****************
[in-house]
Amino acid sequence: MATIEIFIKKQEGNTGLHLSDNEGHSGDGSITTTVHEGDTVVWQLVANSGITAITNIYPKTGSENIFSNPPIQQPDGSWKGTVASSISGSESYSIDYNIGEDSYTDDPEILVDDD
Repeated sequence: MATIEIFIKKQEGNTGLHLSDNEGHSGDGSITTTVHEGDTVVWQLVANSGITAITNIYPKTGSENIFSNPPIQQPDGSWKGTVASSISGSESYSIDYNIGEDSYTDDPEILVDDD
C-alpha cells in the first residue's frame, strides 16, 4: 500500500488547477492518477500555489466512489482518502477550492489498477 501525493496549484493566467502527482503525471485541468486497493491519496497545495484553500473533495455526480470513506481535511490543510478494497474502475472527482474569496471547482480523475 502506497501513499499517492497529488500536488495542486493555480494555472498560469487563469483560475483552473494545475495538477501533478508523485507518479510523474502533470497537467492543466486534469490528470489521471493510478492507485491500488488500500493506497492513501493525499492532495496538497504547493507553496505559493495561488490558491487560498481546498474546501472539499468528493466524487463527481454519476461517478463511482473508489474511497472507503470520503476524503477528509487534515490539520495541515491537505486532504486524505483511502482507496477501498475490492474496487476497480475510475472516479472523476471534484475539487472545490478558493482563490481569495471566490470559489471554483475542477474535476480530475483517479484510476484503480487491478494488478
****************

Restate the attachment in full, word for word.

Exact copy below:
[in-house]
Amino acid sequence: MATIEIFIKKQEGNTGLHLSDNEGHSGDGSITTTVHEGDTVVWQLVANSGITAITNIYPKTGSENIFSNPPIQQPDGSWKGTVASSISGSESYSIDYNIGEDSYTDDPEILVDDD
Repeated sequence: MATIEIFIKKQEGNTGLHLSDNEGHSGDGSITTTVHEGDTVVWQLVANSGITAITNIYPKTGSENIFSNPPIQQPDGSWKGTVASSISGSESYSIDYNIGEDSYTDDPEILVDDD
C-alpha cells in the first residue's frame, strides 16, 4: 500500500488547477492518477500555489466512489482518502477550492489498477 501525493496549484493566467502527482503525471485541468486497493491519496497545495484553500473533495455526480470513506481535511490543510478494497474502475472527482474569496471547482480523475 502506497501513499499517492497529488500536488495542486493555480494555472498560469487563469483560475483552473494545475495538477501533478508523485507518479510523474502533470497537467492543466486534469490528470489521471493510478492507485491500488488500500493506497492513501493525499492532495496538497504547493507553496505559493495561488490558491487560498481546498474546501472539499468528493466524487463527481454519476461517478463511482473508489474511497472507503470520503476524503477528509487534515490539520495541515491537505486532504486524505483511502482507496477501498475490492474496487476497480475510475472516479472523476471534484475539487472545490478558493482563490481569495471566490470559489471554483475542477474535476480530475483517479484510476484503480487491478494488478